University spending on specialty drugs continues to increase

Sharply rising prices and growing use of specialty drugs continued to impact the university's prescription drug plan in 2015.

The total cost of the prescription drug plan was $121.6 million in 2015, an increase of $15 million, or 14 percent over 2014. According to the 2015 Prescription Drug Plan Annual Report, it was the highest increase since the Benefits Office began managing the plan internally in 2003.

The drug plan plays a significant role in how much the university, employees and retirees pay for health care. About one out of every five dollars the university spends on health benefit programs goes toward prescription drugs.

The drug plan has successfully limited cost increases and the amount faculty, staff and retirees pay for the plan over time through best practices, aggressive contracts and the clinical expertise of faculty advisers.

U-M plan members contribute about 10 percent of the total plan cost through health benefit premiums and copays, less than half the national average of 24 percent reported by the Pharmacy Benefit Manager Institute.

The Benefits Office encourages employees and retirees to use the features of the drug plan to save on prescriptions, like using the NoviXus mail order pharmacy for long-term medications. Members can get started with NoviXus by calling 877-269-1160 or visiting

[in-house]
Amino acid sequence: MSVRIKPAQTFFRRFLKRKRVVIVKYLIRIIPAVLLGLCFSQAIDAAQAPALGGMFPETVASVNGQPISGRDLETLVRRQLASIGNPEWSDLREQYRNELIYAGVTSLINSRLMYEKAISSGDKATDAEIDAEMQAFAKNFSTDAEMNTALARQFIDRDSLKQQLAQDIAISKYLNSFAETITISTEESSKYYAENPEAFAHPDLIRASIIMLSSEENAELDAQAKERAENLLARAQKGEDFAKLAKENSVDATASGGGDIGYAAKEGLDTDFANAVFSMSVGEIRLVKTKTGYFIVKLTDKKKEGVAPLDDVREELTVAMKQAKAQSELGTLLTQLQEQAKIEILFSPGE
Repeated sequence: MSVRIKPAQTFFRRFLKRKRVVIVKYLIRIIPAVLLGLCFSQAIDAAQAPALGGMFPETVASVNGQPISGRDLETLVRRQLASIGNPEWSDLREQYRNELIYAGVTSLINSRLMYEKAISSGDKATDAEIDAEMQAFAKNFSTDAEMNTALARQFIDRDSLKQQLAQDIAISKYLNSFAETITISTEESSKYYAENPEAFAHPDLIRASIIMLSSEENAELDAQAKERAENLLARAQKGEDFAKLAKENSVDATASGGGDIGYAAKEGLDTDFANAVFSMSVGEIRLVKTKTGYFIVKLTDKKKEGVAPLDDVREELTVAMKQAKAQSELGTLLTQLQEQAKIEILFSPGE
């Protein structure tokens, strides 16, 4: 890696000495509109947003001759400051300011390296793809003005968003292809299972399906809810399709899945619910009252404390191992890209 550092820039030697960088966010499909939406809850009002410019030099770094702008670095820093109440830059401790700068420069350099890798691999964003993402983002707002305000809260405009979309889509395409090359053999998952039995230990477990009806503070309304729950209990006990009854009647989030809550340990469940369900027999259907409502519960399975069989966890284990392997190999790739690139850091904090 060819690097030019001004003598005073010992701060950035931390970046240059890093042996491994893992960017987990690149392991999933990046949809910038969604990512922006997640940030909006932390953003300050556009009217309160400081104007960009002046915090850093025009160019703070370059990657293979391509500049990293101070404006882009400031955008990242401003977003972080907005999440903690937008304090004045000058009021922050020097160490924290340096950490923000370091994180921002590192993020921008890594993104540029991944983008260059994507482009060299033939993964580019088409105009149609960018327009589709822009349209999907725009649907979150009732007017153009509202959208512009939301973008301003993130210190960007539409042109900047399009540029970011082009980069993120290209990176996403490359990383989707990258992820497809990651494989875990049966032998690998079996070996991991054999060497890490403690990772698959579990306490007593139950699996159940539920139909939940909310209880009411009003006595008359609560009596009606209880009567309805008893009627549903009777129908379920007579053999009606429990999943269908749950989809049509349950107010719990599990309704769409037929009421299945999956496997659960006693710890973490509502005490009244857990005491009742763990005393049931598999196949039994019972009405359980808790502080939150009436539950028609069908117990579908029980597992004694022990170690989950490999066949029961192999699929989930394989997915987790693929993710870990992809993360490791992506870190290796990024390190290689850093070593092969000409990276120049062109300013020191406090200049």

"Many organizations have been able to reduce the cost of prescriptions by partnering with mail order pharmacies," said Rich Holcomb, senior director for benefits. "Our employees who use NoviXus rate the service very highly. We hear how much they value the option to save time with online ordering and home delivery, and that NoviXus pharmacists are experienced, easy to reach and eager to help."

Even tightly managed plans like U-M's are facing enormous pressures from new high-cost specialty drugs and price inflation. The partnership with NoviXus is one part of the university's strategy to control costs and ensure that members have access to the medications they need.

Specialty drugs target complex, chronic conditions like rheumatoid arthritis, hepatitis C, multiple sclerosis and cancer. Drug companies have shifted research and development toward these conditions in response to increased competition among generic drugs. In many cases new specialty drugs represent life-changing treatment breakthroughs for serious conditions.

But because they tend to impact relatively few people, they are priced at a premium cost.

Specialty drugs made up less than 2 percent of the U-M drug plan's nearly one million claims in 2015. With a price tag of $41 million, they accounted for more than a third of the total spending.

"Our specialty drug costs rose by 34 percent in 2015, and these types of increases are projected to continue for the next several years at least," said Keith Bruhnsen, prescription drug plan manager and assistant director in the Benefits Office. "Based on the pipeline of new specialty drugs in development or on their way to market, our prescription drug costs will likely continue to increase.

"We do everything possible to negotiate the best pricing for our members, but it's important to look at ways we all can help reduce pharmacy costs across the board, like using the NoviXus mail order pharmacy and requesting generic drugs whenever possible."

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